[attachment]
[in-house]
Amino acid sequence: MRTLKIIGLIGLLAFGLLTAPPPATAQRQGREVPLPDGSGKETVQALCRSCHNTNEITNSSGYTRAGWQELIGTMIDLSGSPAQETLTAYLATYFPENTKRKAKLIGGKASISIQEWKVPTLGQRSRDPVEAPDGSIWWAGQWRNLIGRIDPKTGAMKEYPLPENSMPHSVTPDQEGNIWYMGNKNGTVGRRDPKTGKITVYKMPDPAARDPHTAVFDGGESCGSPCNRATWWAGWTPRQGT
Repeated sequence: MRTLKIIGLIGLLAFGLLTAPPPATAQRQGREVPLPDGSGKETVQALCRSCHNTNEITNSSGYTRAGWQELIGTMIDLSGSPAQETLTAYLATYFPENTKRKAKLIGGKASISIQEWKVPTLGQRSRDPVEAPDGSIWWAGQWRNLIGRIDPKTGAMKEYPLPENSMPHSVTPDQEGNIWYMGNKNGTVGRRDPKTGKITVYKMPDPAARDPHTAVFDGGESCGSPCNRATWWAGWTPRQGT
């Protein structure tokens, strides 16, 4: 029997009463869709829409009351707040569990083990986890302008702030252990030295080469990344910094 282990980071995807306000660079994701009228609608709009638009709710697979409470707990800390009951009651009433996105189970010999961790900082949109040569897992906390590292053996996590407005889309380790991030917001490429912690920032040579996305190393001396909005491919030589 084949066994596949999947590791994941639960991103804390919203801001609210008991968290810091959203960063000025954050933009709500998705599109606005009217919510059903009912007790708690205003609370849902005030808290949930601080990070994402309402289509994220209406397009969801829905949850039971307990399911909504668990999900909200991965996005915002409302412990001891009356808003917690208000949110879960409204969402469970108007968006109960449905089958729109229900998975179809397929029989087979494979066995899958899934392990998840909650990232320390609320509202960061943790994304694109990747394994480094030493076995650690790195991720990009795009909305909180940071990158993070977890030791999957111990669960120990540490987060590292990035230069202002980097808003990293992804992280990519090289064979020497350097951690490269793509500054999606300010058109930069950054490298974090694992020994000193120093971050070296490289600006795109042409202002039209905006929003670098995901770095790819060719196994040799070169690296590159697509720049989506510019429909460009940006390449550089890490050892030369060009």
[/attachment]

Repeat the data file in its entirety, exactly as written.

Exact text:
[in-house]
Amino acid sequence: MRTLKIIGLIGLLAFGLLTAPPPATAQRQGREVPLPDGSGKETVQALCRSCHNTNEITNSSGYTRAGWQELIGTMIDLSGSPAQETLTAYLATYFPENTKRKAKLIGGKASISIQEWKVPTLGQRSRDPVEAPDGSIWWAGQWRNLIGRIDPKTGAMKEYPLPENSMPHSVTPDQEGNIWYMGNKNGTVGRRDPKTGKITVYKMPDPAARDPHTAVFDGGESCGSPCNRATWWAGWTPRQGT
Repeated sequence: MRTLKIIGLIGLLAFGLLTAPPPATAQRQGREVPLPDGSGKETVQALCRSCHNTNEITNSSGYTRAGWQELIGTMIDLSGSPAQETLTAYLATYFPENTKRKAKLIGGKASISIQEWKVPTLGQRSRDPVEAPDGSIWWAGQWRNLIGRIDPKTGAMKEYPLPENSMPHSVTPDQEGNIWYMGNKNGTVGRRDPKTGKITVYKMPDPAARDPHTAVFDGGESCGSPCNRATWWAGWTPRQGT
């Protein structure tokens, strides 16, 4: 029997009463869709829409009351707040569990083990986890302008702030252990030295080469990344910094 282990980071995807306000660079994701009228609608709009638009709710697979409470707990800390009951009651009433996105189970010999961790900082949109040569897992906390590292053996996590407005889309380790991030917001490429912690920032040579996305190393001396909005491919030589 084949066994596949999947590791994941639960991103804390919203801001609210008991968290810091959203960063000025954050933009709500998705599109606005009217919510059903009912007790708690205003609370849902005030808290949930601080990070994402309402289509994220209406397009969801829905949850039971307990399911909504668990999900909200991965996005915002409302412990001891009356808003917690208000949110879960409204969402469970108007968006109960449905089958729109229900998975179809397929029989087979494979066995899958899934392990998840909650990232320390609320509202960061943790994304694109990747394994480094030493076995650690790195991720990009795009909305909180940071990158993070977890030791999957111990669960120990540490987060590292990035230069202002980097808003990293992804992280990519090289064979020497350097951690490269793509500054999606300010058109930069950054490298974090694992020994000193120093971050070296490289600006795109042409202002039209905006929003670098995901770095790819060719196994040799070169690296590159697509720049989506510019429909460009940006390449550089890490050892030369060009």